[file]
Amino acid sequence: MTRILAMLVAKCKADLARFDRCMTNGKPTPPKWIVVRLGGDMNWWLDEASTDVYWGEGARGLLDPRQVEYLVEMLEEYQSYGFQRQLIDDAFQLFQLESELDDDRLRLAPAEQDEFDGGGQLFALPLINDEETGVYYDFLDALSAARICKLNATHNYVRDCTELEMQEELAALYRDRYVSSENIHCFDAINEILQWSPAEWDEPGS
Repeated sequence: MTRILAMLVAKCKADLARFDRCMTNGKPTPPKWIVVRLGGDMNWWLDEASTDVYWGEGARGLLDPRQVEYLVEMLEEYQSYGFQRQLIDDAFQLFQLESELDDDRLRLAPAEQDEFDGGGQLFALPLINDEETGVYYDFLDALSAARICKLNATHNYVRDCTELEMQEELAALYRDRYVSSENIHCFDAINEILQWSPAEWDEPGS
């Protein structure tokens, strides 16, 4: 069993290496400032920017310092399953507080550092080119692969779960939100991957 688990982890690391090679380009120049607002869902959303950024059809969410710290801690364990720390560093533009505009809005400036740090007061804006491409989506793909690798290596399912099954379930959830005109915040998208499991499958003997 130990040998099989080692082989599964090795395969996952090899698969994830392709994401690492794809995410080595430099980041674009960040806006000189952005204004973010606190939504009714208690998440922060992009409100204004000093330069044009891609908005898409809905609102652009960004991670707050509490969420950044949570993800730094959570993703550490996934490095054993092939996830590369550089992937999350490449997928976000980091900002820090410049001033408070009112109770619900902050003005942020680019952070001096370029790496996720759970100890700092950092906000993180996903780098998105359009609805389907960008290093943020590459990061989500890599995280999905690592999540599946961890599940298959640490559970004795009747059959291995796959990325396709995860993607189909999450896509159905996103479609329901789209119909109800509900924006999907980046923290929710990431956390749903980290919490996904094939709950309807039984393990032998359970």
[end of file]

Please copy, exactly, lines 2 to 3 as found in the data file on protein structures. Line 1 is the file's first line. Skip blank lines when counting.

Repeated sequence: MTRILAMLVAKCKADLARFDRCMTNGKPTPPKWIVVRLGGDMNWWLDEASTDVYWGEGARGLLDPRQVEYLVEMLEEYQSYGFQRQLIDDAFQLFQLESELDDDRLRLAPAEQDEFDGGGQLFALPLINDEETGVYYDFLDALSAARICKLNATHNYVRDCTELEMQEELAALYRDRYVSSENIHCFDAINEILQWSPAEWDEPGS
């Protein structure tokens, strides 16, 4: 069993290496400032920017310092399953507080550092080119692969779960939100991957 688990982890690391090679380009120049607002869902959303950024059809969410710290801690364990720390560093533009505009809005400036740090007061804006491409989506793909690798290596399912099954379930959830005109915040998208499991499958003997 130990040998099989080692082989599964090795395969996952090899698969994830392709994401690492794809995410080595430099980041674009960040806006000189952005204004973010606190939504009714208690998440922060992009409100204004000093330069044009891609908005898409809905609102652009960004991670707050509490969420950044949570993800730094959570993703550490996934490095054993092939996830590369550089992937999350490449997928976000980091900002820090410049001033408070009112109770619900902050003005942020680019952070001096370029790496996720759970100890700092950092906000993180996903780098998105359009609805389907960008290093943020590459990061989500890599995280999905690592999540599946961890599940298959640490559970004795009747059959291995796959990325396709995860993607189909999450896509159905996103479609329901789209119909109800509900924006999907980046923290929710990431956390749903980290919490996904094939709950309807039984393990032998359970």